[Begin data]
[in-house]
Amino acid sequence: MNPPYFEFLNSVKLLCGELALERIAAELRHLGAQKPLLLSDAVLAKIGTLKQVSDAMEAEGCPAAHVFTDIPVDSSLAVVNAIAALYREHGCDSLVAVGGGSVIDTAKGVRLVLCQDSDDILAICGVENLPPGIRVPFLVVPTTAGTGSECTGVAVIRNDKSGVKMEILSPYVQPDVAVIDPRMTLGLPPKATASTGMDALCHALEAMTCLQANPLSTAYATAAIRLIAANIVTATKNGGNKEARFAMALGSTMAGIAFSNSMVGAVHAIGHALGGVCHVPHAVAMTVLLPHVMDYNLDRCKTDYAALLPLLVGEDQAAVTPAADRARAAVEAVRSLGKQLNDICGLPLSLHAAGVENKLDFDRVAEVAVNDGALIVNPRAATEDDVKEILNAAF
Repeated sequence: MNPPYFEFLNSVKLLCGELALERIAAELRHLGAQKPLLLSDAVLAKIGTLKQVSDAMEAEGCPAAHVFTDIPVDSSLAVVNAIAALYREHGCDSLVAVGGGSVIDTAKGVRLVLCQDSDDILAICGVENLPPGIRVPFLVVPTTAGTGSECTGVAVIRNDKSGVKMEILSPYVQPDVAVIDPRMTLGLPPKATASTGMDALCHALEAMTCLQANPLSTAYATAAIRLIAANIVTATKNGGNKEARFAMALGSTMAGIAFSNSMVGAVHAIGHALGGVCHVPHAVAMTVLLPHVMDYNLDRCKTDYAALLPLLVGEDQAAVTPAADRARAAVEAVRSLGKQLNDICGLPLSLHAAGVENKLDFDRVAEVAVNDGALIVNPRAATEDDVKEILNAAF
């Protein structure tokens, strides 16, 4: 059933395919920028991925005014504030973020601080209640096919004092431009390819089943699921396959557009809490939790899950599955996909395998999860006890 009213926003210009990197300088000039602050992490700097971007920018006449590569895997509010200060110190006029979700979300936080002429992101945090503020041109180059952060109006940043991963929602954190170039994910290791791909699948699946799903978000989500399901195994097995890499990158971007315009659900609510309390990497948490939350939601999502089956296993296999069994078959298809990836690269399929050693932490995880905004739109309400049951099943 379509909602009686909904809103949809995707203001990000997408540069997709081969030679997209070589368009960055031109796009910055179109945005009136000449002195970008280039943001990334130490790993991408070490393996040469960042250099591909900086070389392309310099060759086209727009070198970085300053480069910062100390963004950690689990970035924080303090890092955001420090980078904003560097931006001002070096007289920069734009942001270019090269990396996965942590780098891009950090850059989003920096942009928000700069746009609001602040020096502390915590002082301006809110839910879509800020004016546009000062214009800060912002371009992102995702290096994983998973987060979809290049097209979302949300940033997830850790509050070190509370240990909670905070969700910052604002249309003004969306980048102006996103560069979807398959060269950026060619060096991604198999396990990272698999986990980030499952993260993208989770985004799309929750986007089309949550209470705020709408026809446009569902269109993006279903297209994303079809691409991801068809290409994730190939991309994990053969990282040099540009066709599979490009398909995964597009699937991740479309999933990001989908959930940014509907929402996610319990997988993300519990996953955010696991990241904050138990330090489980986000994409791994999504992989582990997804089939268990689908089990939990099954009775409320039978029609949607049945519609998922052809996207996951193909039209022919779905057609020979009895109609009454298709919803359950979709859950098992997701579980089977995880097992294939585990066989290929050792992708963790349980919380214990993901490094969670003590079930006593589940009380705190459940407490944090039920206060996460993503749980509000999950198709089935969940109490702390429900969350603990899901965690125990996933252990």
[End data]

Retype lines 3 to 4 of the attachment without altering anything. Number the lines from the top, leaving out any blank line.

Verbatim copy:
Repeated sequence: MNPPYFEFLNSVKLLCGELALERIAAELRHLGAQKPLLLSDAVLAKIGTLKQVSDAMEAEGCPAAHVFTDIPVDSSLAVVNAIAALYREHGCDSLVAVGGGSVIDTAKGVRLVLCQDSDDILAICGVENLPPGIRVPFLVVPTTAGTGSECTGVAVIRNDKSGVKMEILSPYVQPDVAVIDPRMTLGLPPKATASTGMDALCHALEAMTCLQANPLSTAYATAAIRLIAANIVTATKNGGNKEARFAMALGSTMAGIAFSNSMVGAVHAIGHALGGVCHVPHAVAMTVLLPHVMDYNLDRCKTDYAALLPLLVGEDQAAVTPAADRARAAVEAVRSLGKQLNDICGLPLSLHAAGVENKLDFDRVAEVAVNDGALIVNPRAATEDDVKEILNAAF
């Protein structure tokens, strides 16, 4: 059933395919920028991925005014504030973020601080209640096919004092431009390819089943699921396959557009809490939790899950599955996909395998999860006890 009213926003210009990197300088000039602050992490700097971007920018006449590569895997509010200060110190006029979700979300936080002429992101945090503020041109180059952060109006940043991963929602954190170039994910290791791909699948699946799903978000989500399901195994097995890499990158971007315009659900609510309390990497948490939350939601999502089956296993296999069994078959298809990836690269399929050693932490995880905004739109309400049951099943 379509909602009686909904809103949809995707203001990000997408540069997709081969030679997209070589368009960055031109796009910055179109945005009136000449002195970008280039943001990334130490790993991408070490393996040469960042250099591909900086070389392309310099060759086209727009070198970085300053480069910062100390963004950690689990970035924080303090890092955001420090980078904003560097931006001002070096007289920069734009942001270019090269990396996965942590780098891009950090850059989003920096942009928000700069746009609001602040020096502390915590002082301006809110839910879509800020004016546009000062214009800060912002371009992102995702290096994983998973987060979809290049097209979302949300940033997830850790509050070190509370240990909670905070969700910052604002249309003004969306980048102006996103560069979807398959060269950026060619060096991604198999396990990272698999986990980030499952993260993208989770985004799309929750986007089309949550209470705020709408026809446009569902269109993006279903297209994303079809691409991801068809290409994730190939991309994990053969990282040099540009066709599979490009398909995964597009699937991740479309999933990001989908959930940014509907929402996610319990997988993300519990996953955010696991990241904050138990330090489980986000994409791994999504992989582990997804089939268990689908089990939990099954009775409320039978029609949607049945519609998922052809996207996951193909039209022919779905057609020979009895109609009454298709919803359950979709859950098992997701579980089977995880097992294939585990066989290929050792992708963790349980919380214990993901490094969670003590079930006593589940009380705190459940407490944090039920206060996460993503749980509000999950198709089935969940109490702390429900969350603990899901965690125990996933252990």